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Access™ 2007 VBA Programmer's Reference by Armen Stein, Geoffrey Griffith, Rob Cooper, Teresa Hennig

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13.12. Summary

This chapter took you on a whirlwind tour of the object-oriented programming techniques that are made available in Access 2007. If you had any trouble understanding the concepts, just remember that it may just take a little practice. Before long, you'll be writing quite complex OOP code that will make your application development and maintenance a joy to behold.

Specifically in this chapter, you looked at class modules, how they differ from object instances, and when you would use OOP techniques in your applications. You created several classes of your own, designed their properties and methods, and instantiated the classes as objects to investigate how they work and how to use them.

You learned about the object naming strategy, and then you examined class events and errors, to understand how classes communicate with the outside world. You also practiced using forms and reports as objects, and explored collection classes, which are the basis for building your own object models. Finally, you looked at some basic OOP theory and saw how to implement some of it in code.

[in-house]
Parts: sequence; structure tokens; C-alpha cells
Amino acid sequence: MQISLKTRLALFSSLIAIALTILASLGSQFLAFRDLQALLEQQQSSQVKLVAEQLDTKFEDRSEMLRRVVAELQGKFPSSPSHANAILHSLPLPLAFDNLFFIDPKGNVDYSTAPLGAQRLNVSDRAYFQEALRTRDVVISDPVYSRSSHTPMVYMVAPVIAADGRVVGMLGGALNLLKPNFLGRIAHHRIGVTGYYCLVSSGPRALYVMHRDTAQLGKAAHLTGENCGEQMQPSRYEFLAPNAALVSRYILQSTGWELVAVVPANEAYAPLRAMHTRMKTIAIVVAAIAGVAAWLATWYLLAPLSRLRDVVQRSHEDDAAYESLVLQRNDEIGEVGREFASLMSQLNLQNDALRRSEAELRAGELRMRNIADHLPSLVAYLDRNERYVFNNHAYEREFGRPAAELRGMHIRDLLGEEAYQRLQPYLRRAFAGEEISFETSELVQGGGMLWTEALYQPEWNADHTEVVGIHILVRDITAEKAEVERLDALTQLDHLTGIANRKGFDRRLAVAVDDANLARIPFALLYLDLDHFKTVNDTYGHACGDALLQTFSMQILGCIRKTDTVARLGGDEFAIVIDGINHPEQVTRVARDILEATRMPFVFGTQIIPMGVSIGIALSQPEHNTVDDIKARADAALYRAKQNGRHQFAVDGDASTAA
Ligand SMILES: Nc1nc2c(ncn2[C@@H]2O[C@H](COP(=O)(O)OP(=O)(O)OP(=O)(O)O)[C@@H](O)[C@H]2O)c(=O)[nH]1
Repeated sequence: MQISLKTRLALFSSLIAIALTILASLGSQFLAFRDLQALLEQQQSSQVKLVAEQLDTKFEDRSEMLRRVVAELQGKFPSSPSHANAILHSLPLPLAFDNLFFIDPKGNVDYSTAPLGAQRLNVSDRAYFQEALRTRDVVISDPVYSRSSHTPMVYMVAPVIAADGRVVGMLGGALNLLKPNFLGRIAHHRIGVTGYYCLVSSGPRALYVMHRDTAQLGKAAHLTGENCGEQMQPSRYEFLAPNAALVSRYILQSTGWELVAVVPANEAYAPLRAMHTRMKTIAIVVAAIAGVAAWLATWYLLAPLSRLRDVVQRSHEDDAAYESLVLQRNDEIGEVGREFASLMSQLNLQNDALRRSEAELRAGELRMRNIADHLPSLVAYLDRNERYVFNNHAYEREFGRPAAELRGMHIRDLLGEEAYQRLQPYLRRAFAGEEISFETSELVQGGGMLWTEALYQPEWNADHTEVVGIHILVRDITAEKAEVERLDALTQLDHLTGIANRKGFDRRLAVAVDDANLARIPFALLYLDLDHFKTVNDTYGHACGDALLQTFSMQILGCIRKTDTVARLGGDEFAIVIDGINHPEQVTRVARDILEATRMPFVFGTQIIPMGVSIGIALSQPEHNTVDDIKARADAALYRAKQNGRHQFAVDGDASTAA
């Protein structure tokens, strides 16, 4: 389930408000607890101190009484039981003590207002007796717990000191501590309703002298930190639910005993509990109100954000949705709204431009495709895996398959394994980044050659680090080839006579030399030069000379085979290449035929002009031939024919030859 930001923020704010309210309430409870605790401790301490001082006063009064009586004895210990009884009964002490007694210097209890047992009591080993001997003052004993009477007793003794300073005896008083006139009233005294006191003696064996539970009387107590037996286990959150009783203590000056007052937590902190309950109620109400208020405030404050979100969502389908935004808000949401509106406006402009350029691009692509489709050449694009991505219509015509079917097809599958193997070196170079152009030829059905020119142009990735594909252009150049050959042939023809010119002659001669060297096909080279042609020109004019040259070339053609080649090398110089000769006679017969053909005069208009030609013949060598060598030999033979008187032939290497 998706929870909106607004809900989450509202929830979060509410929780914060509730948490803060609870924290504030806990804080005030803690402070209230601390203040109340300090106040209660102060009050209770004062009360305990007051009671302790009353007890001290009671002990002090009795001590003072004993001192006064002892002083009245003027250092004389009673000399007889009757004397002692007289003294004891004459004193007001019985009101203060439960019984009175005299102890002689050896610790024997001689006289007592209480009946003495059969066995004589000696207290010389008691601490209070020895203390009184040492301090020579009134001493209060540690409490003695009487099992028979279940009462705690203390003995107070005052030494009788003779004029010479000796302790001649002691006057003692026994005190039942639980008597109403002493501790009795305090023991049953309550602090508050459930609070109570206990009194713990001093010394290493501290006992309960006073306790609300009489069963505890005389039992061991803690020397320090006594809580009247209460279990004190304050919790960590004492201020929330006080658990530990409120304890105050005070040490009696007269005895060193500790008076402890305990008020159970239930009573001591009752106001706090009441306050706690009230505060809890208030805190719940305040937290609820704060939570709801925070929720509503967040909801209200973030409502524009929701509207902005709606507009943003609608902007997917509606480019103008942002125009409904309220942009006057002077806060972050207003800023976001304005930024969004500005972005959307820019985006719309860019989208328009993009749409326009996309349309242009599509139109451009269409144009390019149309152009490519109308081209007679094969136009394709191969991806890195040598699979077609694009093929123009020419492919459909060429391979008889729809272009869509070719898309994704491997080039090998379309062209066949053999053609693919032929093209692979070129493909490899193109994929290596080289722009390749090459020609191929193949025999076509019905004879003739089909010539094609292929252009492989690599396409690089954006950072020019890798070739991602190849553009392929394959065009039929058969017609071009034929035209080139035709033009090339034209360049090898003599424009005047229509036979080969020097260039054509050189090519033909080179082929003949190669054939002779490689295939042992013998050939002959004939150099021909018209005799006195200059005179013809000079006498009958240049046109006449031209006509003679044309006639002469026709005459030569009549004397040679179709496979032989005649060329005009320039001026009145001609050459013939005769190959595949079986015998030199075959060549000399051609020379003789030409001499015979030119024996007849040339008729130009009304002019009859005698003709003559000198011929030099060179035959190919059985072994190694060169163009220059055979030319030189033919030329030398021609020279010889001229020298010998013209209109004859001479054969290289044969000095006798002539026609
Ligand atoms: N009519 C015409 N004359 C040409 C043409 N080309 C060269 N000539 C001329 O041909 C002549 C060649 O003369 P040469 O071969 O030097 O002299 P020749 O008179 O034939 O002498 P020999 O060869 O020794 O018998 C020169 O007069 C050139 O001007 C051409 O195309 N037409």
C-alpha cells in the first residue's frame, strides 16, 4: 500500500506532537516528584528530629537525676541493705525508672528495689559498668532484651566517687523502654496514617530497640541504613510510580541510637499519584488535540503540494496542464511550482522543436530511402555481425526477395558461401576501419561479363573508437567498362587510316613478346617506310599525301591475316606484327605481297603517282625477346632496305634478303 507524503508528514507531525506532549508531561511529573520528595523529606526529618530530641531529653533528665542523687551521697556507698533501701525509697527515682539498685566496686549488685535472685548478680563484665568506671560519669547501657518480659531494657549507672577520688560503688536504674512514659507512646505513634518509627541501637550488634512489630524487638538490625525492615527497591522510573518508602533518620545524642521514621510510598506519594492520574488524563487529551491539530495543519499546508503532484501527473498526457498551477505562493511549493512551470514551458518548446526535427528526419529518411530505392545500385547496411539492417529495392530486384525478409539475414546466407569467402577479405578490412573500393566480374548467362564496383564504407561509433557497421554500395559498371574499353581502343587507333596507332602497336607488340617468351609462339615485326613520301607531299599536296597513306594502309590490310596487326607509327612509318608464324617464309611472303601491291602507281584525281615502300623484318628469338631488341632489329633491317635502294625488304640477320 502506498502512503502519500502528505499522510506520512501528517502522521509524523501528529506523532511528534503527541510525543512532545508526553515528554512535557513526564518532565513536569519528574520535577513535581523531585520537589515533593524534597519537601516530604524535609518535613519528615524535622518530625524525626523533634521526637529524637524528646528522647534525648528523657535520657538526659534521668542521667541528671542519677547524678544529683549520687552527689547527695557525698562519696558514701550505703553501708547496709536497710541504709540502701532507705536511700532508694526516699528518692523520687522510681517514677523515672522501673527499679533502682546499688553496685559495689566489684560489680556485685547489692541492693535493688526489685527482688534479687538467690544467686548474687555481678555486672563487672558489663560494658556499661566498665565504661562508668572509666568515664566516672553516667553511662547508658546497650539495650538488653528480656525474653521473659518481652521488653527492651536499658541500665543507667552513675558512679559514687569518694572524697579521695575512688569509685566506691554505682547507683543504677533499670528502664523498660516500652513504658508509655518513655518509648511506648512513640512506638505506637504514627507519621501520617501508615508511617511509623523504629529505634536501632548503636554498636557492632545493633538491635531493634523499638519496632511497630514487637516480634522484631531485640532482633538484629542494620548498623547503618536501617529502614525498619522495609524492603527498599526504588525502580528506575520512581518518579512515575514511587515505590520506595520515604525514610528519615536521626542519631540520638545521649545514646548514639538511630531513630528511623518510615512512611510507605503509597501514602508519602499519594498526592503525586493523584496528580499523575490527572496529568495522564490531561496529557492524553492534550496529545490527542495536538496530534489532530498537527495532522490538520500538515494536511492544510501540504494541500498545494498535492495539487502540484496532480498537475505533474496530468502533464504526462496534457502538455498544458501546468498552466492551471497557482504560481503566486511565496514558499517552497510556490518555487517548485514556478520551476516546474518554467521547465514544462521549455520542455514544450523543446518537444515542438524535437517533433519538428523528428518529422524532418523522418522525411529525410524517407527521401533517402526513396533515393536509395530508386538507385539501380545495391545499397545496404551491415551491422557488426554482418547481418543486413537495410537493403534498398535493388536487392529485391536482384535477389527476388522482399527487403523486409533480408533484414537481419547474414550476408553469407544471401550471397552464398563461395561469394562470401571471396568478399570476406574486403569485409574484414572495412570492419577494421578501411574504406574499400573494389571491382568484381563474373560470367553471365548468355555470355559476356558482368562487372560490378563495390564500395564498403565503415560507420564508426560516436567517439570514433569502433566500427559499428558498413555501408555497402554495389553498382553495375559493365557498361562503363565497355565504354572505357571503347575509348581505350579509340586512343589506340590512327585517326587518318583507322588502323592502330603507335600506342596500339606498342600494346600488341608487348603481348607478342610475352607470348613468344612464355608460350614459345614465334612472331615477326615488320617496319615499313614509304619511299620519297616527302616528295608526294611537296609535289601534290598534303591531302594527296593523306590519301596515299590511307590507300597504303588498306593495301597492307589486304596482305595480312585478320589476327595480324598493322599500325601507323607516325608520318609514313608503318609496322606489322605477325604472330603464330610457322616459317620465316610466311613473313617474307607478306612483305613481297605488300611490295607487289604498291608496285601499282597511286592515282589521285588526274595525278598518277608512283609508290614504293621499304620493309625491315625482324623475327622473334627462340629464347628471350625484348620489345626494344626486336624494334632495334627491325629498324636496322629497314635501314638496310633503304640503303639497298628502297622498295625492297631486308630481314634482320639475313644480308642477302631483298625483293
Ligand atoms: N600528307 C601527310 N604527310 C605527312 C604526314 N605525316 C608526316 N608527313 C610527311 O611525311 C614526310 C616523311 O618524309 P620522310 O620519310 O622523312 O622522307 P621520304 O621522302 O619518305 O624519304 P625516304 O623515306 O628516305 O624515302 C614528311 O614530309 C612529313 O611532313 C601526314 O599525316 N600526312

You have now gone as far as standard VBA can take you. Chapter 14 starts you on the next leg of your programming journey by introducing the Windows API and the many built-in functions that the Windows operating system can offer in terms of advanced programming functionality.

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